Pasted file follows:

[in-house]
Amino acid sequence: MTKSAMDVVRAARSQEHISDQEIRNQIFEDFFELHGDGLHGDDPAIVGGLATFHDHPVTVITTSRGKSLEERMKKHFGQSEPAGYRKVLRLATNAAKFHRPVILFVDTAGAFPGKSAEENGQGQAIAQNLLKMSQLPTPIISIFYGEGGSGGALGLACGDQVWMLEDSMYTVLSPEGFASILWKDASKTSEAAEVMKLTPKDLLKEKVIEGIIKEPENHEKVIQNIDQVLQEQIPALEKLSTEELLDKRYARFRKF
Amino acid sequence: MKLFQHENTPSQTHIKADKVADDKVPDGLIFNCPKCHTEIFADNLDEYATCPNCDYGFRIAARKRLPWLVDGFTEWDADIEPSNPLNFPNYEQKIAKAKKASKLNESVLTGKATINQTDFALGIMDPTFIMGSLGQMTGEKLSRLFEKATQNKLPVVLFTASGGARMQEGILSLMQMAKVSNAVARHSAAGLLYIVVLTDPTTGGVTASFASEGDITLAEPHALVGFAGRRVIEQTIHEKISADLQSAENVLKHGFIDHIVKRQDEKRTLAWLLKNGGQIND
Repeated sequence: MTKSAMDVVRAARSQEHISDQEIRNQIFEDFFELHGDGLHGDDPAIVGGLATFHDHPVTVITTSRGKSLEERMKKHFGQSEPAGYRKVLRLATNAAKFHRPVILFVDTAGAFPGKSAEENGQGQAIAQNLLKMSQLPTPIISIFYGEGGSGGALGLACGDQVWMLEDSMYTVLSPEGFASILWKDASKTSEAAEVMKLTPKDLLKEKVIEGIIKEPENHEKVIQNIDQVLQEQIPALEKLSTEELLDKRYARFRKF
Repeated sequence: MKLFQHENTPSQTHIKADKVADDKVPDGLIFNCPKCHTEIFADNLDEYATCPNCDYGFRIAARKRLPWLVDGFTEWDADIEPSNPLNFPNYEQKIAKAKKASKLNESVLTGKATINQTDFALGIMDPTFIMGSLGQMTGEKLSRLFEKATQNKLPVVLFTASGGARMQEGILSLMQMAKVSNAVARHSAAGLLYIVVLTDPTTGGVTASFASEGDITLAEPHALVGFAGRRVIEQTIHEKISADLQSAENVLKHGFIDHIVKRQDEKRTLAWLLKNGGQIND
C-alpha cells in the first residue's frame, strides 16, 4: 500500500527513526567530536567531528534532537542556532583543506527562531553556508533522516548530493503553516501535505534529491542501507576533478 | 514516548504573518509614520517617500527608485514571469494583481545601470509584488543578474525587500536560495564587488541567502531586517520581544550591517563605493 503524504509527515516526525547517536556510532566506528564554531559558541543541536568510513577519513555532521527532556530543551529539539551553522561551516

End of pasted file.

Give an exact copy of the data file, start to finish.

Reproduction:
[in-house]
Amino acid sequence: MTKSAMDVVRAARSQEHISDQEIRNQIFEDFFELHGDGLHGDDPAIVGGLATFHDHPVTVITTSRGKSLEERMKKHFGQSEPAGYRKVLRLATNAAKFHRPVILFVDTAGAFPGKSAEENGQGQAIAQNLLKMSQLPTPIISIFYGEGGSGGALGLACGDQVWMLEDSMYTVLSPEGFASILWKDASKTSEAAEVMKLTPKDLLKEKVIEGIIKEPENHEKVIQNIDQVLQEQIPALEKLSTEELLDKRYARFRKF
Amino acid sequence: MKLFQHENTPSQTHIKADKVADDKVPDGLIFNCPKCHTEIFADNLDEYATCPNCDYGFRIAARKRLPWLVDGFTEWDADIEPSNPLNFPNYEQKIAKAKKASKLNESVLTGKATINQTDFALGIMDPTFIMGSLGQMTGEKLSRLFEKATQNKLPVVLFTASGGARMQEGILSLMQMAKVSNAVARHSAAGLLYIVVLTDPTTGGVTASFASEGDITLAEPHALVGFAGRRVIEQTIHEKISADLQSAENVLKHGFIDHIVKRQDEKRTLAWLLKNGGQIND
Repeated sequence: MTKSAMDVVRAARSQEHISDQEIRNQIFEDFFELHGDGLHGDDPAIVGGLATFHDHPVTVITTSRGKSLEERMKKHFGQSEPAGYRKVLRLATNAAKFHRPVILFVDTAGAFPGKSAEENGQGQAIAQNLLKMSQLPTPIISIFYGEGGSGGALGLACGDQVWMLEDSMYTVLSPEGFASILWKDASKTSEAAEVMKLTPKDLLKEKVIEGIIKEPENHEKVIQNIDQVLQEQIPALEKLSTEELLDKRYARFRKF
Repeated sequence: MKLFQHENTPSQTHIKADKVADDKVPDGLIFNCPKCHTEIFADNLDEYATCPNCDYGFRIAARKRLPWLVDGFTEWDADIEPSNPLNFPNYEQKIAKAKKASKLNESVLTGKATINQTDFALGIMDPTFIMGSLGQMTGEKLSRLFEKATQNKLPVVLFTASGGARMQEGILSLMQMAKVSNAVARHSAAGLLYIVVLTDPTTGGVTASFASEGDITLAEPHALVGFAGRRVIEQTIHEKISADLQSAENVLKHGFIDHIVKRQDEKRTLAWLLKNGGQIND
C-alpha cells in the first residue's frame, strides 16, 4: 500500500527513526567530536567531528534532537542556532583543506527562531553556508533522516548530493503553516501535505534529491542501507576533478 | 514516548504573518509614520517617500527608485514571469494583481545601470509584488543578474525587500536560495564587488541567502531586517520581544550591517563605493 503524504509527515516526525547517536556510532566506528564554531559558541543541536568510513577519513555532521527532556530543551529539539551553522561551516